1 night homestay, 3 nights permanent camping, 1 night basic camping, 3 nights en suite hotels.
The hotel in Tehran has standard en suite rooms. At Nandal we will be staying in a local house in the village. The sleeping conditions at the local house are in dorm-style room with shared bathrooms. We may be staying in one or two houses depending on the size of the group and the availability of the homestays. The following night is spent basic camping in normal tents which you will be expected to erect and dismantle yourself and with no toilet tent. The final accommodation we use, in Takht-e-Fereydoun, is an eco-camp with two-person ‘lodge-tents’ and has communal bathrooms.

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Dates & Prices

An overview of flight options

Exodus is committed to making joining our tours as easy as possible, wherever you live. We generally only block book seats from London, but this certainly does not mean that you need to fly from there. Depending on the route and airlines available, there will usually be various options available for those who want to fly from their local airport.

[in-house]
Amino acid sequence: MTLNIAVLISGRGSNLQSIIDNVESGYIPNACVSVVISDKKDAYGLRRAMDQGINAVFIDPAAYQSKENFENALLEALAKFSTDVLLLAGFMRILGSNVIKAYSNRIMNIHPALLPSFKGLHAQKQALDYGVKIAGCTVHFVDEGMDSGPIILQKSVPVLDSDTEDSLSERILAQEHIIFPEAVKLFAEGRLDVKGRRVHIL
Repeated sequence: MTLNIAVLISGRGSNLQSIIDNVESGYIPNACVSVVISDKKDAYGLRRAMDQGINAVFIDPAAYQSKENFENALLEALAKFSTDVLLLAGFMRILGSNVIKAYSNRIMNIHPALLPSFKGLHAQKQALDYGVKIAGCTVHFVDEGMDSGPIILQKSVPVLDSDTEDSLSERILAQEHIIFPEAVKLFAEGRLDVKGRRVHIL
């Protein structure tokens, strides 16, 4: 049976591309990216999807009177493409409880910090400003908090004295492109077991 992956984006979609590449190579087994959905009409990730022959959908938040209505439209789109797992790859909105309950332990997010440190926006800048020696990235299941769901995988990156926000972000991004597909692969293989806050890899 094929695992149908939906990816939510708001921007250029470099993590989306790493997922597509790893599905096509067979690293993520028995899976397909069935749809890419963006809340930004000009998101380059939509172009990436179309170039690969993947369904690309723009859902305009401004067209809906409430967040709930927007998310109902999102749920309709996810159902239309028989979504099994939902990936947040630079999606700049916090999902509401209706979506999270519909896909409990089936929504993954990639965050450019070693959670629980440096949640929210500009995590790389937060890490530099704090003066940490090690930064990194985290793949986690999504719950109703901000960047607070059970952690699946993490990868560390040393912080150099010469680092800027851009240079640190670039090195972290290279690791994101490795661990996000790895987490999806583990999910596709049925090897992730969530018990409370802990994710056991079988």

This page aims to provide a useful overview of the options available to our clients. However, the best flight arrangements should be tailored to your personal requirements, so please contact our Sales team for expert advice.


What kind of options do I have ?

1. We can book for you: Flights from anywhere in the world - not via London  

Depending on the route, this may be direct or via an overseas hub like Amsterdam, the Middle East or elsewhere. On short haul routes there may be direct flights with low cost airlines, charter flights or scheduled airlines. Exodus can book most, but not all, of these for you. The most appropriate airline may be different to that which we use for the group flight from London, but many people now travel on different airlines and meet up with their fellow passengers at the destination.